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Overview of Scientific Objectives

The best examples in the geologic record of rapid (1 k.y. to 1 m.y.) wholesale extinctions linked to massive perturbations of the global carbon cycle and extreme changes in Earth's climate come from the Cretaceous and Paleogene Periods (e.g., oceanic anoxic events [OAEs] and the Paleocene/Eocene Thermal Maximum [PETM]). Little is known about the underlying causes and effects of these critical events in Earth's history, however. To a significant extent, these gaps in our understanding arise because of a lack of modern high-resolution paleoceanographic records from ocean drill sites, particularly from the tropics, that are so important in driving global ocean-atmospheric circulation. Drilling at Demerara Rise was targeted to access expanded sections of Cretaceous- and Paleogene-age deep-sea sediments, fulfilling priorities of the Ocean Drilling Program (ODP) Extreme Climates Program Planning Group and Long Range Plan. Demerara Rise represents an ideal drilling target for this purpose because the target sediments (1) are shallowly buried and, in places, crop out on the seafloor, (2) exist with good stratigraphic control in expanded sections, (3) contain spectacularly well preserved microfossils, and (4) were deposited within the core of the tropics in a proximal location to the equatorial Atlantic gateway.

During Leg 207, five sites were cored on the northern margin of Demerara Rise (Figs. F1, F2). The sites are located in a depth transect (present water depths are 1900–3192 m) along a grid of high-resolution multichannel seismic reflection lines supplemented by existing industry lines (Fig. F2). The transect of Cretaceous and Paleogene cores will be used to evaluate the following:

  1. The history of Cretaceous anoxia in an equatorial setting and thereby test competing hypotheses for the causes and climatological effects of OAEs (particularly in relation to rapid emission and drawdown of greenhouse gases);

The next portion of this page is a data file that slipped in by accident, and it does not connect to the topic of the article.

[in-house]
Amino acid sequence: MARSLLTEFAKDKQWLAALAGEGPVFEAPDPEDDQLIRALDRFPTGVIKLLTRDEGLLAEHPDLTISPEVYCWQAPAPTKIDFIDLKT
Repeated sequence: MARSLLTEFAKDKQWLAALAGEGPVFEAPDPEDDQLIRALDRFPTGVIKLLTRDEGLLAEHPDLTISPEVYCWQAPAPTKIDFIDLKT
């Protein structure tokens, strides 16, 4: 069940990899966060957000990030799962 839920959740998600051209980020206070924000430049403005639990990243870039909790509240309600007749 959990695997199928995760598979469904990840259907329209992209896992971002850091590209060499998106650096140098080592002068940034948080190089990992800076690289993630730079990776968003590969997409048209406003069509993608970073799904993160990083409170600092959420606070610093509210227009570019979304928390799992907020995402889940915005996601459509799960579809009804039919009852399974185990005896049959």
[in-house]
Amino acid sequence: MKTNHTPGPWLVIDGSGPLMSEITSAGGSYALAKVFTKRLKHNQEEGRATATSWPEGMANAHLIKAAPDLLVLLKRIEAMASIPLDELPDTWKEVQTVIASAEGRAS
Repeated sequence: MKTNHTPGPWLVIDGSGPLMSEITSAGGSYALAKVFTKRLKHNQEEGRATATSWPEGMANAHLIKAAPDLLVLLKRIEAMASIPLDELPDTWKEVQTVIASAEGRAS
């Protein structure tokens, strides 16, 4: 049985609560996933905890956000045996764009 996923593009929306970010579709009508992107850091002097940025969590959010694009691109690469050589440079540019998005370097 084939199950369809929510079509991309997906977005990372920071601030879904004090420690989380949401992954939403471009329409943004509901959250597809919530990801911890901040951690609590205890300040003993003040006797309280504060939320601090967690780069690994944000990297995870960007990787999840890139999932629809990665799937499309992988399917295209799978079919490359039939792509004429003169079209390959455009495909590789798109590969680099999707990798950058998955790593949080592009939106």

2. The detailed response of oceanic biotic communities across a range of paleowater depths to extreme perturbations in the geochemical carbon cycle and global climate;
  3. Short- and long-term changes in greenhouse forcing and tropical sea-surface temperature (SST) response;
  4. Key Cretaceous/Paleogene events of biotic turnover and/or inferred climate extremes, particularly across the Cretaceous/Paleogene (K/T) and the Paleocene/Eocene (P/E) boundaries; and
  5. The role of equatorial Atlantic gateway opening in controlling paleoceanographic circulation patterns, OAEs, and cross-equatorial ocean heat transport into the North Atlantic.
Geologic History of Demerara Rise

Demerara Rise is a prominent submarine plateau located at ~5°N off the coasts of Surinam and French Guyana (Figs. F1, F2). The rise stretches ~380 km along the coast and is ~220 km wide from the shelf break to the northeastern escarpment, where water depths increase quickly from 1000 to >4500 m. Most of the plateau lies in shallow water (~700 m), but the northwest margin is a gentle ramp that reaches depths of 3000–4000 m. Much of the plateau is covered by 2–3 km of sediment. The sedimentary cover thins near the northeastern escarpment and exposes the lower parts of the sediment column and underlying basement at depths of 3000 to >4500 m. In contrast, the gentle ramp on the northwest margin is covered by a nearly uniform drape of pelagic sediment down to water depths >4000 m.